The generation of the 1960s furiously rejected its elders' views of both past and present. The student revolutionaries created a new picture of National Socialism that was based on the theories of the Frankfurt School and of the psychoanalyst Wilhelm Reich. They portrayed a harsh and joyless regime that repressed sexuality in order to divert its citizens' energies into cruelty, violence, and war--and ultimately into genocide. Because fascism had arisen from sexual repression--Auschwitz, some insisted, could not have happened in a sexually free and uninhibited culture--an anti-fascist politics must be based on sexual liberation. Trumpeting the slogan "the personal is political," the 1960s radicals set out to revolutionize sex as well as politics.
Though focused chiefly on the 1950s and 1960s, the book's chronological scope is longer, ranging from 1933 until the present. And its coverage is not confined to West Germany. A chapter on the GDR describes its distinctive sexual culture, which was shaped less by memories of the past than by a future-oriented socialist ideology.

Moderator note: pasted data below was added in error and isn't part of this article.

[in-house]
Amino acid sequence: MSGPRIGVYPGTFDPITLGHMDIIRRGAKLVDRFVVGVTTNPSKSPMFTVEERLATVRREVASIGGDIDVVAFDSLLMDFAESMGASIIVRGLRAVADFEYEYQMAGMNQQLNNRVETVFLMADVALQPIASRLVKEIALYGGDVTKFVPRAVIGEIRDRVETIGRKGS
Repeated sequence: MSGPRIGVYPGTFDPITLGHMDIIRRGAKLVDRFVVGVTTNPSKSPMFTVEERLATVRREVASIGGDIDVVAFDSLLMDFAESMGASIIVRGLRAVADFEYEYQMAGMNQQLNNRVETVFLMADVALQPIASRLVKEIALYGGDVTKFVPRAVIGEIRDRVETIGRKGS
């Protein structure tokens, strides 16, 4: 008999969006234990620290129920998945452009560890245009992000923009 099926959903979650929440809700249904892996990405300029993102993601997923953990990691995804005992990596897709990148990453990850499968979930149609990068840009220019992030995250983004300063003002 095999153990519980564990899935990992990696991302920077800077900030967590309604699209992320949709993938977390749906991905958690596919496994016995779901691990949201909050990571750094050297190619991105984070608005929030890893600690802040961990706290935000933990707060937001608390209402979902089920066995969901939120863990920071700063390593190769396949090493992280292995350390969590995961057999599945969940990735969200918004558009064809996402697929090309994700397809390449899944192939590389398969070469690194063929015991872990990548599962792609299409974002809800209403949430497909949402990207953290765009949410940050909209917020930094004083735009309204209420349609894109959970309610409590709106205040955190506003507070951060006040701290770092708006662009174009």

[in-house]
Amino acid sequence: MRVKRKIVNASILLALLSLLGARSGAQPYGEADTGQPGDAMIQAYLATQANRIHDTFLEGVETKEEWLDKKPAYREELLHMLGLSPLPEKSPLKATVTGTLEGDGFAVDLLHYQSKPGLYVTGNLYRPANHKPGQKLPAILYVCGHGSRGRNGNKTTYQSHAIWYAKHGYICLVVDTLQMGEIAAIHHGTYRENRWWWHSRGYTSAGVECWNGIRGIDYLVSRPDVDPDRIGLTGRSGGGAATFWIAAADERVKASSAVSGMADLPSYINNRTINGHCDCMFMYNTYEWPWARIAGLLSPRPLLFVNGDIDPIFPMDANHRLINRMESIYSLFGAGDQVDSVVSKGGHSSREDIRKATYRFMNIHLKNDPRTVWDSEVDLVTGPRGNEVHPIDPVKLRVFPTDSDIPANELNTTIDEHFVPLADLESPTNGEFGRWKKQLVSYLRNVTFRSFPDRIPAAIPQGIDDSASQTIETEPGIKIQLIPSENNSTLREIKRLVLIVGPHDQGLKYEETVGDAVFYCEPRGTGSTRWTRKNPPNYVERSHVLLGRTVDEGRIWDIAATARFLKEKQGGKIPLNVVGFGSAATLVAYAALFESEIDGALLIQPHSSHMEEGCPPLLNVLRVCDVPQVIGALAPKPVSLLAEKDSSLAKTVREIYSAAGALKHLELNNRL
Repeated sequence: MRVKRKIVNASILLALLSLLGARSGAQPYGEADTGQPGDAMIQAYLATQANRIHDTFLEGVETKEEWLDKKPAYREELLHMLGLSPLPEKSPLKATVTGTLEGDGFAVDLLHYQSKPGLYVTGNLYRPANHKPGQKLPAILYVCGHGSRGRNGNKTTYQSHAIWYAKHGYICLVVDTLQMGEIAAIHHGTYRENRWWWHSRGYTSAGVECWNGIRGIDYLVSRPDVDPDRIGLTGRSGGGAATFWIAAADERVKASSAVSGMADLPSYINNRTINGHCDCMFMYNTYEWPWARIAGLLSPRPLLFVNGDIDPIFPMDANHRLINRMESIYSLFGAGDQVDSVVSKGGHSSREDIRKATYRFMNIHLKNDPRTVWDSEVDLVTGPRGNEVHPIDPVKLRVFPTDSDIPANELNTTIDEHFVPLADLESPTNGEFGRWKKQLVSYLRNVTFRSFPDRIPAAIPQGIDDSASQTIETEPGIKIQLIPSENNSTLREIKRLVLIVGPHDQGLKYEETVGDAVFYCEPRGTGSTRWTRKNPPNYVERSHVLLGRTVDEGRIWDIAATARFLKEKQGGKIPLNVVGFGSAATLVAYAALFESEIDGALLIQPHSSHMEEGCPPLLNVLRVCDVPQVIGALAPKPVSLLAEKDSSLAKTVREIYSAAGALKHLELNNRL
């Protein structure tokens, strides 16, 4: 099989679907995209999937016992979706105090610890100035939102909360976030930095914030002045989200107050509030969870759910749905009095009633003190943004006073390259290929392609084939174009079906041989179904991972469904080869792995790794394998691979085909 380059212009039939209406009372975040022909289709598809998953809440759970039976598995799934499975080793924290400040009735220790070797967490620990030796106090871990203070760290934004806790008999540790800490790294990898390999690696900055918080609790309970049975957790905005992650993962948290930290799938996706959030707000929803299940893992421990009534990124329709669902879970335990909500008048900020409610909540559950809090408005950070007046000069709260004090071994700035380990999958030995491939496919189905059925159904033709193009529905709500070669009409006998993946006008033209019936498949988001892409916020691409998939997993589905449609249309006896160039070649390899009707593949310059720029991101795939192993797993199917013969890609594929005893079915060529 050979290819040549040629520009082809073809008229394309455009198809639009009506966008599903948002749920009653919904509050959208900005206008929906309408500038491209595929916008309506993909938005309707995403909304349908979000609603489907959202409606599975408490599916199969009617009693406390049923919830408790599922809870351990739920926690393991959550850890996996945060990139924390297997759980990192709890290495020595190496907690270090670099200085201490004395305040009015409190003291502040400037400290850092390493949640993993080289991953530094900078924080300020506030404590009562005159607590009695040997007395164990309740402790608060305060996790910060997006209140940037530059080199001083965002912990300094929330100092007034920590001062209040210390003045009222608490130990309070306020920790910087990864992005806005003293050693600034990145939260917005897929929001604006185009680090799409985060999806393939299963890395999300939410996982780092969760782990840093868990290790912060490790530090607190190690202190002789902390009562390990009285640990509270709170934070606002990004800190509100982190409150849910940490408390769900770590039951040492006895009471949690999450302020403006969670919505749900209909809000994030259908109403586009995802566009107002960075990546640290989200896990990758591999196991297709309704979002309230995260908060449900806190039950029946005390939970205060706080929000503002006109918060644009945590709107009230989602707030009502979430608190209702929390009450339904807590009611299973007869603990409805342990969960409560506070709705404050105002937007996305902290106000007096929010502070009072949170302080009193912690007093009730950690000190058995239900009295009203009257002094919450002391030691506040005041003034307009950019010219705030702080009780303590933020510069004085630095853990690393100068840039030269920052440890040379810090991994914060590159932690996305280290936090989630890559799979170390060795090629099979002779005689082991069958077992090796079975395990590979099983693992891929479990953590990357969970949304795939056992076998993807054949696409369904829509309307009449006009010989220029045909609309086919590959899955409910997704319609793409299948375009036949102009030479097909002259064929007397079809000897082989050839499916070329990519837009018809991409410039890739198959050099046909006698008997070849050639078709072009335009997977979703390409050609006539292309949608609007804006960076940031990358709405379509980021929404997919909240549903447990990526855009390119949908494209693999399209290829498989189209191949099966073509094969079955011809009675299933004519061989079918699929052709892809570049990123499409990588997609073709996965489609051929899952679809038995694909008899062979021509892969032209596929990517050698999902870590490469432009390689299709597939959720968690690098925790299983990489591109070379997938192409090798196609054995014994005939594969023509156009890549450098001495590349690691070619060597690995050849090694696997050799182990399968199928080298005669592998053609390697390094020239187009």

Herzog's interpretation of this turbulent history is incisive. Germans' preoccupation with the sexual elements in Nazism did not encourage them to confront the history of the Holocaust. In fact, the endless discussions of sex reinforced a general tendency to avoid responsibility and to distort the past. Too much emphasis on the psychology of the perpetrators often made the victims invisible. Those who loudly denounced the crimes of the past did not always overcome anti-Semitic prejudice--indeed, some continued to express hostile attitudes toward Jews. The tendency to use the Holocaust as a framework for the discussion of sexual problems encouraged self-pity rather than historical awareness. And Herzog concludes that the attempt to link sex and politics led to a dead end. Disillusioned veterans of the student movement were forced to conclude that sexual liberation did not bring political revolution. Indeed, the feminists of the 1970s often pointed out that the new "liberated" morality was often just a trendy rationale for old-fashioned sexism.